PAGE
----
The primary goal of your conditioning program should be to get in peak basketball shape. There is a huge difference between being fit and being in basketball shape. Being able to run three miles is great for cross-country but not necessarily for basketball. Basketball is a game of starting and stopping and jumping with varying bouts of very high intensity activity. Your conditioning workouts should mimic this. You should aim for each workout to incorporate drills that include sprinting, cutting, back pedaling, defensive sliding, and jumping. The more game-like the drill, the better. You must go all out every rep of every drill in every workout to truly reach your conditioning potential.

There are two reasons why you should participate in a comprehensive conditioning program; the first is for injury prevention. It is important acclimate your body's muscles and joint structures through the specific motions used in basketball. If your conditioning program only incorporates straight-ahead sprinting (a typical track workout), you will not sufficiently prepare the hip, groin, and ankle areas, all of which are high-risk areas for basketball players. The second reason you need to condition is for performance enhancement. A proper conditioning program establishes a solid fitness foundation and will reduce your mental and physical fatigue toward the end of a game.

A good portion of every game is played in a defensive stance and thus a well-designed conditioning workout should reflect this. You must be trained to stay in, and move from, a solid defensive position for several minutes at a time. Sprints are only a part of the overall program. To get into great basketball shape, your conditioning program must be:

Energy system specific. Your conditioning drills need to be short to medium in duration (15 seconds to two minutes) and very intense with limited rest.
Movement specific. Utilize basketball movement patterns: sprinting, back pedaling, defensive sliding, and jumping (limit jumping and emphasize defensive position). Stress changing direction (agility) and the importance of being able to plant off of either foot. Emphasize being in a low and athletic stance at all times with hands up.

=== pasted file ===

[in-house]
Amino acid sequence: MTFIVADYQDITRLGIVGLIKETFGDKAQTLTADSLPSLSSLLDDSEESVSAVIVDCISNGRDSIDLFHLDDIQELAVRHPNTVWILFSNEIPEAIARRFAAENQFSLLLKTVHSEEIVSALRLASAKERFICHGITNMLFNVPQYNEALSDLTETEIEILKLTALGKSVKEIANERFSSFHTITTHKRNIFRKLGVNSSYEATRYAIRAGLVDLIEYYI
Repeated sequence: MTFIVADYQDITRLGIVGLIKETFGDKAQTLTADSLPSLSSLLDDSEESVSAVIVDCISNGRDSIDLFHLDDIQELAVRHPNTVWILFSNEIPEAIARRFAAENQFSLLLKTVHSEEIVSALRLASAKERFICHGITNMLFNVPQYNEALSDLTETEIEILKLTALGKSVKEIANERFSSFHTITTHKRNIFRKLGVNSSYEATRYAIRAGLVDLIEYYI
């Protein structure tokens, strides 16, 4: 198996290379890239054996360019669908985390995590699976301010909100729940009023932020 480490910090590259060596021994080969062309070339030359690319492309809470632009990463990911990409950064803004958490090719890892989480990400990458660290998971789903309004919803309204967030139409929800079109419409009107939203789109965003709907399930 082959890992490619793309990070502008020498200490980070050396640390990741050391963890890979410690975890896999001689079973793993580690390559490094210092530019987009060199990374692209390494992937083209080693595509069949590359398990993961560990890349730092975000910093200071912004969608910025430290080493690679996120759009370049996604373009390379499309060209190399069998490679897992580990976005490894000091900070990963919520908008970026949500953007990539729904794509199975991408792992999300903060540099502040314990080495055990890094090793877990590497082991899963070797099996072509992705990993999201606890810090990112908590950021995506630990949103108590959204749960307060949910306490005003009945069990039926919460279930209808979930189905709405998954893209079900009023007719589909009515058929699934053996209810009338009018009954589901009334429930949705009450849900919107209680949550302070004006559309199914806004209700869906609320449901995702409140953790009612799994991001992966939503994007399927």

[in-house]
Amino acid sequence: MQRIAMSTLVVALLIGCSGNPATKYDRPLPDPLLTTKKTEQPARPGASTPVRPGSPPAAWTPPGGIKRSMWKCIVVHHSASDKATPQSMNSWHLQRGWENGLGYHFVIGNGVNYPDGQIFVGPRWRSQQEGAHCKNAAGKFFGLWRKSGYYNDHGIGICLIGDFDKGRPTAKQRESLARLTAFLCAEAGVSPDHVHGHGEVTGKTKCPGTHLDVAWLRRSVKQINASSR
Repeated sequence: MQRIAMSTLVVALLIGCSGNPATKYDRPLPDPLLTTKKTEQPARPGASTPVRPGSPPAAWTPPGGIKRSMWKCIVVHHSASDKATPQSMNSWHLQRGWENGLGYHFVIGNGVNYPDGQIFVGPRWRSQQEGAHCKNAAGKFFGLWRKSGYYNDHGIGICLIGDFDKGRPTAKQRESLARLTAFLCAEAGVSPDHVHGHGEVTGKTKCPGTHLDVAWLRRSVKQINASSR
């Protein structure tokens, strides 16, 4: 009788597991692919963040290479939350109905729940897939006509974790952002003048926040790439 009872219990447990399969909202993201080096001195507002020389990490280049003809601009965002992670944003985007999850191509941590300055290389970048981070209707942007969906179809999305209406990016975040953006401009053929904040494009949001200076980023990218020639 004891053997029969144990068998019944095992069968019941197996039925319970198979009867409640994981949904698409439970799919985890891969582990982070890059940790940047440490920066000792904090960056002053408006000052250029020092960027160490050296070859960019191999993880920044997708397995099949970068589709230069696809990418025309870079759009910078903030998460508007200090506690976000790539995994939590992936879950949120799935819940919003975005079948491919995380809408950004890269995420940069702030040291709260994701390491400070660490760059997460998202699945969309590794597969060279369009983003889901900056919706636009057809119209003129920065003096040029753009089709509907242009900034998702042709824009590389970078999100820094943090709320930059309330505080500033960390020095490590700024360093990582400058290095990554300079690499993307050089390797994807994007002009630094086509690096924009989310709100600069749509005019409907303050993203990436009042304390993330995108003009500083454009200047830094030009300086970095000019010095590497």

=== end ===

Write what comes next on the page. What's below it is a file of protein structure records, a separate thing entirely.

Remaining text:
Progressive. You need to increase intensity, increase volume, and/or decrease rest. Your workouts should get progressively harder.

Drills: Pick 4 drills each workout
Time: Perform each drill for 45 seconds
Reps: Perform 4 reps for each drill
Rest: Rest 60 seconds between drills

Zig Zag
Start in one corner of the court. Sprint to the closest elbow, reverse pivot, and defensive slide to where mid-court and the sideline intersect. Then drop step and sprint to the next elbow, reverse pivot, and defensive slide to the corner baseline. Lastly back pedal (hands held above your head) back to the starting point. Repeat for the desired time or reps.

Full Court Z
Start in one corner of the court. Defensive slide (facing away from the court) up the sideline to mid-court, drop step, and sprint diagonally to the opposite corner (on the same baseline) from where you started. Then back pedal (hands held above your head) to the corner of the far baseline. Then jog the baseline and begin the drill again from this corner.

Start in one corner of the court. Sprint diagonally across the court to the opposite corner, drop step, and defensive slide (facing the court) to the other corner. Sprint diagonally across the court to the opposite corner, drop step, and defensive slide (facing the court) back to where you started.

Up the Alley
Start at one elbow. Sprint straight ahead to the far baseline, defensive slide to the close sideline, back pedal (hands held overhead) the length of the court, and then defensive slide to the lane and repeat for desired reps or time.